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Anthurium flowers are small (about 3 mm) and develop crowded in a spike on a fleshy axis, called a spadix, a characteristic of the Araceae. The flowers on the spadix are often divided sexually with a sterile band separating male from female flowers. This spadix can take on many forms (club-shaped, tapered, spiraled, and globe-shaped) and colors (white, green, purple, red, pink, or a combination). Anthurium inflorescence The spadix is part of an inflorescence, the outer portion of which is known as the spathe. The spathe may be a single color (yellow, green, or white) or possibly multicolored including burgundy and red. That sometimes colorful, solitary spathe is a showy modified bract that can be somewhat leathery in texture. Anthurium grown for the florist trade generally have highly coloured spathes and spadices. There are no flowers on the spathe as is sometimes thought; flowers are found solely on the spadix. The spathe can vary in color from pale green to white, rose, orange or shiny red (such as A. andrenaum). The color changes between the bud stage and the anthesis, (the time the flower expands). Thus the color might change from pale green to reddish purple to reddish brown. The flowers are hermaphrodite, containing male and female flowers. The fruits are usually berries with one to multiple seeds on an infructescence that may be pendant or erect depending on species. Anthurium berries may range in colour from bright red to black, and may also be bicoloured or shaded. The flowers of Anthurium give off a variety of fragrances, each attracting a variety of specific pollinators. All Anthurium flowers are poisonous if eaten.
Anthurium grows in many forms, mostly evergreen, bushy or climbing epiphytes with roots that can hang from the canopy all the way to the floor of the rain forest. There are also many terrestrial forms which are found as understory plants, as well as hemiepiphytic forms. They occur also as lithophytes. Some are only found in association with arboreal ant colonies or growing on rocks in midstream (such as Anthurium amnicola). The stems are short to elongate with a length between 15 and 30 cm. The simple leaves come in many shapes; most leaves are to be found at the end of the stems, although terrestrial plants show less of this pachycaul tendency. Leaves may be spatulate, rounded, or obtusege from leathery to fragile and papery. The leaves are petiolate at the apex. They may be borne erect or spreading in a rosette, with a length that may surpass 100 cm in some of the larger species (such as Anthurium angamarcanum). The upper surface of the leaf may be matte, semiglossy, or fully glossy, and the leaf texture may ran and possess a structure called the geniculum, which is unique to the genus Anthurium. The geniculum allows the plant to swivel its leaves towards the sun, much in the same manner as sunflowers. In drier environments, the leaves can form a bird's-nest shaped rosette that enables the plant to collect falling debris, and thus water and natural fertilizer. Terrestrial growers or epiphytes often have cordate leaves; others grow as vines with rosettes of lanceolate leaves, and still others have many-lobed leaves.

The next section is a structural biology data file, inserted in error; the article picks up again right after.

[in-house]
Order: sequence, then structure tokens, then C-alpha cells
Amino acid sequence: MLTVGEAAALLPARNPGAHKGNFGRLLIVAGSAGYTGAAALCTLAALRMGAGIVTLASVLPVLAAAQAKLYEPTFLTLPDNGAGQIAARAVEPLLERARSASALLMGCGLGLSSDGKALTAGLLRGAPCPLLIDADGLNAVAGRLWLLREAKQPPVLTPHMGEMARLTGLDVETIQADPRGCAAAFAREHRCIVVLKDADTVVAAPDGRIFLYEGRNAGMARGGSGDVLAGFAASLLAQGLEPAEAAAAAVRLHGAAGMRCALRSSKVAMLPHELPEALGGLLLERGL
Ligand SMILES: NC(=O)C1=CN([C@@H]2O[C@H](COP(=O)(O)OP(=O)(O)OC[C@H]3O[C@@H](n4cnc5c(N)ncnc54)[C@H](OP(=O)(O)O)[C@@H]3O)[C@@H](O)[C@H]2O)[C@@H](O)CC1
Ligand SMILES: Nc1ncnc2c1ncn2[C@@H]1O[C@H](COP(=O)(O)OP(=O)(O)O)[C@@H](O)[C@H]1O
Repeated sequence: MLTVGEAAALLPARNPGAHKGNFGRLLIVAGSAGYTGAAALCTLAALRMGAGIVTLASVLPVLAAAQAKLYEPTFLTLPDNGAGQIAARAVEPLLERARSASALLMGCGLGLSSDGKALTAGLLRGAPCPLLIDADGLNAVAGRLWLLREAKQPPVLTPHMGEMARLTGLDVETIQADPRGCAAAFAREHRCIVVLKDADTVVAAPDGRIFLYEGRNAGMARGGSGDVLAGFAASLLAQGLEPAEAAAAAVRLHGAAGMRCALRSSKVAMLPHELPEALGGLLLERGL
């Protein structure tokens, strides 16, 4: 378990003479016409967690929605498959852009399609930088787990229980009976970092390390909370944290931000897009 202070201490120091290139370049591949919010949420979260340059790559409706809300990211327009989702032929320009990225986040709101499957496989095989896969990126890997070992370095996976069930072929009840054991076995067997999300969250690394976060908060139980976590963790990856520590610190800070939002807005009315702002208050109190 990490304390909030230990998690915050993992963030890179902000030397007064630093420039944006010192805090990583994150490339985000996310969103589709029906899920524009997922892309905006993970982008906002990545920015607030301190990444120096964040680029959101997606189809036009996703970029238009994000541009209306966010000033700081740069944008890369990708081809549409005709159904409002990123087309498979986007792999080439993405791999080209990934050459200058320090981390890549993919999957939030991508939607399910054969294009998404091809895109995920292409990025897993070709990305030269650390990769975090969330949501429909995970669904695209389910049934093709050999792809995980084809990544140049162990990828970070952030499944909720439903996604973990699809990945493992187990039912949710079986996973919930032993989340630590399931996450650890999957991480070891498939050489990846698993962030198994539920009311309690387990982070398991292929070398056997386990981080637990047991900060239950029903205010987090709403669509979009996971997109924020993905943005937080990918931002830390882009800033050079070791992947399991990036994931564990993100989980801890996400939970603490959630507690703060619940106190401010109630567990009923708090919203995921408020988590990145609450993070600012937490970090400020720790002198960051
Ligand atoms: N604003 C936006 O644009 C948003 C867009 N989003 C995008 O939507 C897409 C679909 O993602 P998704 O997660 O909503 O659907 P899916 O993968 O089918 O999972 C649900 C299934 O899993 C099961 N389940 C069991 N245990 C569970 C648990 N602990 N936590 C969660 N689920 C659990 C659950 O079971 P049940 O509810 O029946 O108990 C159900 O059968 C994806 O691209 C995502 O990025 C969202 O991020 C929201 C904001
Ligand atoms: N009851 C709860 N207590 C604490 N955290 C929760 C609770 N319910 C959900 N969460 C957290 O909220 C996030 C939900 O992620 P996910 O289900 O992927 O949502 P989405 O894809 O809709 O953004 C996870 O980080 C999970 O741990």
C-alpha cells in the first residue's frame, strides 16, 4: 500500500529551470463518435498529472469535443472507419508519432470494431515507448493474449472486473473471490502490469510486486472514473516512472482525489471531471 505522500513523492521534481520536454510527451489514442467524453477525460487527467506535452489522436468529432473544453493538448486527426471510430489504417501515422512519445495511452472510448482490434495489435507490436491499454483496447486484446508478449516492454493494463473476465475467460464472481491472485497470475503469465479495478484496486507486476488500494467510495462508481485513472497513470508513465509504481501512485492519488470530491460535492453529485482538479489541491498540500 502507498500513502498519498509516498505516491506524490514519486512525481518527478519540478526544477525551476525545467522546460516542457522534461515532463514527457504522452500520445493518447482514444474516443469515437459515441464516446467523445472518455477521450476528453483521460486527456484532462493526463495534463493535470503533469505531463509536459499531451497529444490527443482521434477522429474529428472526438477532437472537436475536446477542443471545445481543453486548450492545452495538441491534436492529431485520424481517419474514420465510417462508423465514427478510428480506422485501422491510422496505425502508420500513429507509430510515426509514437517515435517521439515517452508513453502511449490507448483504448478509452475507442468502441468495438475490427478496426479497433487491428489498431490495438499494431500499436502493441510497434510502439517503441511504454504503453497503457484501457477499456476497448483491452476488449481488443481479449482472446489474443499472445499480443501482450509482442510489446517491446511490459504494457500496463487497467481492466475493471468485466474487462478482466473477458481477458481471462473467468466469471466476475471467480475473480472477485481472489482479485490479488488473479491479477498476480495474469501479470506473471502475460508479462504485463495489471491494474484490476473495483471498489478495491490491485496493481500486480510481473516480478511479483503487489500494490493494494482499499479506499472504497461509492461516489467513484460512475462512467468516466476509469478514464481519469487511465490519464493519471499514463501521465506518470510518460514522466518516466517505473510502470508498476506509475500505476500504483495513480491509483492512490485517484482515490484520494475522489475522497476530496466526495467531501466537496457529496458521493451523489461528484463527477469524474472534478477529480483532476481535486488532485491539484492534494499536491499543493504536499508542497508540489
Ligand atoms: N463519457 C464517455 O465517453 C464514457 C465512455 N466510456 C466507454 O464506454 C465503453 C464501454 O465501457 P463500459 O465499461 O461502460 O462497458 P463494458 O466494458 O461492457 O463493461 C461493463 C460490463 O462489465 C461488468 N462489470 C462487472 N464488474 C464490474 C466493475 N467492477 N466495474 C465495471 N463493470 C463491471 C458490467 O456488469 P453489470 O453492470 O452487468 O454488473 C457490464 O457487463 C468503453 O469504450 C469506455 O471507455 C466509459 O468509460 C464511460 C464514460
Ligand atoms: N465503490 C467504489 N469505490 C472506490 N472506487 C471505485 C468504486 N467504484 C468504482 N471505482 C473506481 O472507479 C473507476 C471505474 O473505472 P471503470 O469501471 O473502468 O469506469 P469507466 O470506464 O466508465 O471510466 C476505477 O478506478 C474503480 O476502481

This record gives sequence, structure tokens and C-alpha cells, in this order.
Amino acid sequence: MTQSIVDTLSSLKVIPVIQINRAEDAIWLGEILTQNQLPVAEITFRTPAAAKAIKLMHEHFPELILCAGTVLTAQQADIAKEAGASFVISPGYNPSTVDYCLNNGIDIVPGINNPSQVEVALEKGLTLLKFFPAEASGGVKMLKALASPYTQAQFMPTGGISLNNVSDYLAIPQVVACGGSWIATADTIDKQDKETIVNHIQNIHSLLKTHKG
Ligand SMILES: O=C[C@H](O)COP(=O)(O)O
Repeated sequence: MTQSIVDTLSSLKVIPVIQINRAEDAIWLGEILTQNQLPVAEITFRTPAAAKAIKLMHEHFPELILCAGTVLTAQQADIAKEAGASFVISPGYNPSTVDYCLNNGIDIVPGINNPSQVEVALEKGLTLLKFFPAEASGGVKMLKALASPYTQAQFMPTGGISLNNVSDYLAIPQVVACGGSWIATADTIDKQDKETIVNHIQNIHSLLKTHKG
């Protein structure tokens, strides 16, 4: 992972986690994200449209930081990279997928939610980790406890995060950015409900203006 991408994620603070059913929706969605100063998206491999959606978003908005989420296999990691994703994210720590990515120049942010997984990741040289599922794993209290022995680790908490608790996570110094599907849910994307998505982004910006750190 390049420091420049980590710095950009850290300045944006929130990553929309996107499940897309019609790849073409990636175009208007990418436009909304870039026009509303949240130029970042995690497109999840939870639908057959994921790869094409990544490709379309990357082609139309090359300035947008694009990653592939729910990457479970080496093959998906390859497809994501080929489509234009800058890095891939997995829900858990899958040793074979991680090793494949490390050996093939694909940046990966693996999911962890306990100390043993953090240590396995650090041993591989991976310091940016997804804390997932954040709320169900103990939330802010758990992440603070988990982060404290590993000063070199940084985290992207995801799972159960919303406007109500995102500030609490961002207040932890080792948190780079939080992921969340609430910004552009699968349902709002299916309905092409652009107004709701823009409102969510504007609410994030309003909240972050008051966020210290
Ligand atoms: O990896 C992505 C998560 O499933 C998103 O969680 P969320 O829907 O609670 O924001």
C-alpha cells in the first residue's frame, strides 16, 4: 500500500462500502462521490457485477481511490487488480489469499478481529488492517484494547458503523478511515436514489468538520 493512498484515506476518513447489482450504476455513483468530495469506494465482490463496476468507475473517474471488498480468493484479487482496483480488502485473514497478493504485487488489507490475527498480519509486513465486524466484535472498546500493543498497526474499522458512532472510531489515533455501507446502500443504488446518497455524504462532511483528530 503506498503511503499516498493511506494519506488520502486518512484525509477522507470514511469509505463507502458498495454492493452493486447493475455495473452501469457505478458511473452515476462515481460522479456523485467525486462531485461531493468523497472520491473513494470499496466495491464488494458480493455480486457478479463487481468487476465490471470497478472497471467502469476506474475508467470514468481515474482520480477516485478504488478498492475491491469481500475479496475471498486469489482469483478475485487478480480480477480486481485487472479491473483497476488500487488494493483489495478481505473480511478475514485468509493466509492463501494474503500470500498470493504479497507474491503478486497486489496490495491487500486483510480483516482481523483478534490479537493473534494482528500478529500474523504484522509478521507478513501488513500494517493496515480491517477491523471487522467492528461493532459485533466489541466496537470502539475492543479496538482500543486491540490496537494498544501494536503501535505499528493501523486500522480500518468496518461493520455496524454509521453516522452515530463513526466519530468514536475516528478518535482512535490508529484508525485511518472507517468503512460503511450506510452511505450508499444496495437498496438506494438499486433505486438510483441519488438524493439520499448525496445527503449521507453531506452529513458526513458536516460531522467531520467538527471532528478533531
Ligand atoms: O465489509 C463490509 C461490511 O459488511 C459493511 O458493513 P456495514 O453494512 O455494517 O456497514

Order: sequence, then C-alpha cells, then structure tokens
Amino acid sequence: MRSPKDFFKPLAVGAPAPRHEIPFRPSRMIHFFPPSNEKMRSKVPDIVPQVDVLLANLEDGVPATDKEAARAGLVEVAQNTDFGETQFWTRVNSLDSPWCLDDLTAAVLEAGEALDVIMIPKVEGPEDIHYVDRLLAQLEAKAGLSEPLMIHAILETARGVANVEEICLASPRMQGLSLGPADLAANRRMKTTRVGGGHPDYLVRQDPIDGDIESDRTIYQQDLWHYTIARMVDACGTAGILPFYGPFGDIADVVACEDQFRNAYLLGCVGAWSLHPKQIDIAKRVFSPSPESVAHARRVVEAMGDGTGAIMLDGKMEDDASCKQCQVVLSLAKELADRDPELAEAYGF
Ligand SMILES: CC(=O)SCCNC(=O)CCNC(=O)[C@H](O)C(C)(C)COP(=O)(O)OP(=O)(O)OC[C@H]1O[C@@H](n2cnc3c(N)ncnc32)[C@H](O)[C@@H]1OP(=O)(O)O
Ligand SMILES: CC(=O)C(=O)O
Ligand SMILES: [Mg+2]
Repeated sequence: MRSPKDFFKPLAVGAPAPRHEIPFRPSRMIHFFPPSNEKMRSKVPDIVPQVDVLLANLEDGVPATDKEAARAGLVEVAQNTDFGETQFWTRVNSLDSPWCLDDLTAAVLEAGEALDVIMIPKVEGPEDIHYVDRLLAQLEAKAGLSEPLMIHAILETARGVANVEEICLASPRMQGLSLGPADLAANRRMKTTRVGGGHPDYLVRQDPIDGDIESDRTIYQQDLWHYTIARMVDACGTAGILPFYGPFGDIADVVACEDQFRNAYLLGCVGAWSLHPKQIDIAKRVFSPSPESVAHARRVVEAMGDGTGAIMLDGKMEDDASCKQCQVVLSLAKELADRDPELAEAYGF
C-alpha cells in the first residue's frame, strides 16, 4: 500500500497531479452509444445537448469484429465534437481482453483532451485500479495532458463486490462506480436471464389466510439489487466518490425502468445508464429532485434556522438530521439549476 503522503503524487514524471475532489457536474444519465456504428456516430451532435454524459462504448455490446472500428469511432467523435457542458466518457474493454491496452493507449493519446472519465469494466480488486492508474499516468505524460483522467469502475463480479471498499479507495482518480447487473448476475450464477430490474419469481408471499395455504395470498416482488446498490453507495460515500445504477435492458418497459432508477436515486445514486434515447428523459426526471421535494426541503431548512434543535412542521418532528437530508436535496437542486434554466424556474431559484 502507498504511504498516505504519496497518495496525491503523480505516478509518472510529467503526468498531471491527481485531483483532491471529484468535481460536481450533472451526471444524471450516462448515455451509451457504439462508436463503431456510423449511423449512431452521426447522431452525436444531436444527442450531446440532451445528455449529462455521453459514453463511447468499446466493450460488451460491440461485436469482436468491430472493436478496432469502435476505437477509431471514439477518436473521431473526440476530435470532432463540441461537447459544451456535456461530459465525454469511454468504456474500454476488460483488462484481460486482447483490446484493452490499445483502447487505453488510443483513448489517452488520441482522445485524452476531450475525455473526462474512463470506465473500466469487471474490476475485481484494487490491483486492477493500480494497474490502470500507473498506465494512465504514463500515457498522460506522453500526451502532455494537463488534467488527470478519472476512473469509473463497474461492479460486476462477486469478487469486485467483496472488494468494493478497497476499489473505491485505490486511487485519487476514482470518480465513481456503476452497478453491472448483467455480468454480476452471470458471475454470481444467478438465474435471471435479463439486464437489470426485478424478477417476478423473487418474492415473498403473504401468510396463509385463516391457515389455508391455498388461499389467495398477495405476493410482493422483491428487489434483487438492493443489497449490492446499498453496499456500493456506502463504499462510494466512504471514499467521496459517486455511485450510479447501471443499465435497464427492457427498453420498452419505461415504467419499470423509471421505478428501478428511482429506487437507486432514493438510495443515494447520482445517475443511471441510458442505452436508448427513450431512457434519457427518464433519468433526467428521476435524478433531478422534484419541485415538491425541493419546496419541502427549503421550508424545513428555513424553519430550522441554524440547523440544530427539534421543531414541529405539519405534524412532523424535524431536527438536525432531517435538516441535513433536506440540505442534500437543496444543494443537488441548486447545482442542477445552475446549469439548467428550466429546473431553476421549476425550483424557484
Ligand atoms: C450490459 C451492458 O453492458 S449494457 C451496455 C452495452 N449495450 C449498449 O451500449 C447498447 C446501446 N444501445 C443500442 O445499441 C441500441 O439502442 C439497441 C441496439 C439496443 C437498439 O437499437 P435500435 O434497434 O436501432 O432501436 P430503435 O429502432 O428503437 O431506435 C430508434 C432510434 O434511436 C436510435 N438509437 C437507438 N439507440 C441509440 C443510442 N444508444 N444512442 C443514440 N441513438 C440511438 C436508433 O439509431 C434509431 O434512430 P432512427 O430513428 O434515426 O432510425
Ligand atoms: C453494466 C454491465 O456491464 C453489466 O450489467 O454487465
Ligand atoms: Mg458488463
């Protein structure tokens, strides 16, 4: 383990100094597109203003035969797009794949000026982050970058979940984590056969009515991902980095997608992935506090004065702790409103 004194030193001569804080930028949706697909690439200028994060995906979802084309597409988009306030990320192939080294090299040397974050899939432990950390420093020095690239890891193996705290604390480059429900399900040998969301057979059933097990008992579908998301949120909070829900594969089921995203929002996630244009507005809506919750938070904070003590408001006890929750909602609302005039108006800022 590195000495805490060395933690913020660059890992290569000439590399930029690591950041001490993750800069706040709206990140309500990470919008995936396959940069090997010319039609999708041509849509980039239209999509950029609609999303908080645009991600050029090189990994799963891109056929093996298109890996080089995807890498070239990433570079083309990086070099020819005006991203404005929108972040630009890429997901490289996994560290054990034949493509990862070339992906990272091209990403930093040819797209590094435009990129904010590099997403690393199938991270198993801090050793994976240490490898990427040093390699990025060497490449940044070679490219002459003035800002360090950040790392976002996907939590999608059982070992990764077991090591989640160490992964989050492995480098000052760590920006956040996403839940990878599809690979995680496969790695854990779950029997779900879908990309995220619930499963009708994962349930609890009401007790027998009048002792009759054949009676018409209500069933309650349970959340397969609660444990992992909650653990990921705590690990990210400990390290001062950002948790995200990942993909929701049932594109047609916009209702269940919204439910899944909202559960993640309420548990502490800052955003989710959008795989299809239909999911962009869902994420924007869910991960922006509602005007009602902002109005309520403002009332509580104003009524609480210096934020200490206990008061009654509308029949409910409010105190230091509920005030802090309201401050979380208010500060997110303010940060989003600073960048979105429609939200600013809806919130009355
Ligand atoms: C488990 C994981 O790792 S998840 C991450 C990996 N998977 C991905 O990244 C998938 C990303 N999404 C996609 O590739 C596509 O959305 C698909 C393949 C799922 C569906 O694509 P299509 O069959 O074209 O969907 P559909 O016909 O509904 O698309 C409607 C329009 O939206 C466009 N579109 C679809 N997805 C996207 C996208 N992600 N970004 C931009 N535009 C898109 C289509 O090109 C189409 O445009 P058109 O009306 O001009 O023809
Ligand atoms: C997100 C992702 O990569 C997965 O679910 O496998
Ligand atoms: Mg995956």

Anthurium (/ænˈθjuːriəm/; Schott, 1829), is a large genus of about 600–800 (possibly 1,000) species of flowering plants, belonging to the arum family (Araceae). Anthurium can also be called "flamingo flower" or "boy flower", both referring to the structure of the spathe and spadix.The Anthurium was discovered in 1876 in Colombia. TROPICOS lists 1901 types, although some of these are duplicates. It is one of the largest and probably the most complex genera of this family; certainly it is one of the most variable. Many species are undoubtedly not yet described and new ones are being found every year. The species has neotropical distribution; mostly in wet tropical mountain forest of Central and South America, but some in semi-arid environments. Most species occur in Panama, Colombia, Brazil, the Guiana Shield and Ecuador. According to the work of noted aroid botanist Dr. Tom Croat of the Missouri Botanical Garden, no members of this genus are indigenous to Asia. Deliberately or accidentally, however, some species have been introduced into Asian rain forests, and have become established there as aliens. As with most Aroids, new plants can be grown by taking stems cuttings with at least two joints. Cuttings can be then rooted in pots of sand and peat moss mixtures. These pots then should be placed in greenhouses with bottom heat of 21°C-24°C (70°F-75°F). During the rooting process they should be kept out of direct sunlight. Once rooted the plants can be transplanted to larger pots or directly outside in milder climates. A second way to propagate Anthurium is to take stem cuttings particularly from trailing varieties and place them in water. In four to five weeks the plant should develop roots and can be transferred to pots. The final method is through direct planting of mature seed or berries.
Spotted on Jun 3, 2013
Submitted on Jun 3, 2013